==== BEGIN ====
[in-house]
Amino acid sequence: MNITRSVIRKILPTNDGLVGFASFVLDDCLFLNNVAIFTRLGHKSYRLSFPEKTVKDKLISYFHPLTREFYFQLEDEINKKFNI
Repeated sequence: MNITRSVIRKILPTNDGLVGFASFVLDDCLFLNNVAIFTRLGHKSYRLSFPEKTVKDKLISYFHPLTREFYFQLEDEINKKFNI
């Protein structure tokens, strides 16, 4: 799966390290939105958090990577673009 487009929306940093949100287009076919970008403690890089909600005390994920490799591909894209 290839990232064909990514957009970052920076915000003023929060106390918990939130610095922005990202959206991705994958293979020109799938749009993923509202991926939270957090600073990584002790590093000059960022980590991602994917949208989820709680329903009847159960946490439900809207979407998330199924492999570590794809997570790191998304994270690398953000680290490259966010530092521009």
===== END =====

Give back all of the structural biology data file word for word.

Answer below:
[in-house]
Amino acid sequence: MNITRSVIRKILPTNDGLVGFASFVLDDCLFLNNVAIFTRLGHKSYRLSFPEKTVKDKLISYFHPLTREFYFQLEDEINKKFNI
Repeated sequence: MNITRSVIRKILPTNDGLVGFASFVLDDCLFLNNVAIFTRLGHKSYRLSFPEKTVKDKLISYFHPLTREFYFQLEDEINKKFNI
């Protein structure tokens, strides 16, 4: 799966390290939105958090990577673009 487009929306940093949100287009076919970008403690890089909600005390994920490799591909894209 290839990232064909990514957009970052920076915000003023929060106390918990939130610095922005990202959206991705994958293979020109799938749009993923509202991926939270957090600073990584002790590093000059960022980590991602994917949208989820709680329903009847159960946490439900809207979407998330199924492999570590794809997570790191998304994270690398953000680290490259966010530092521009």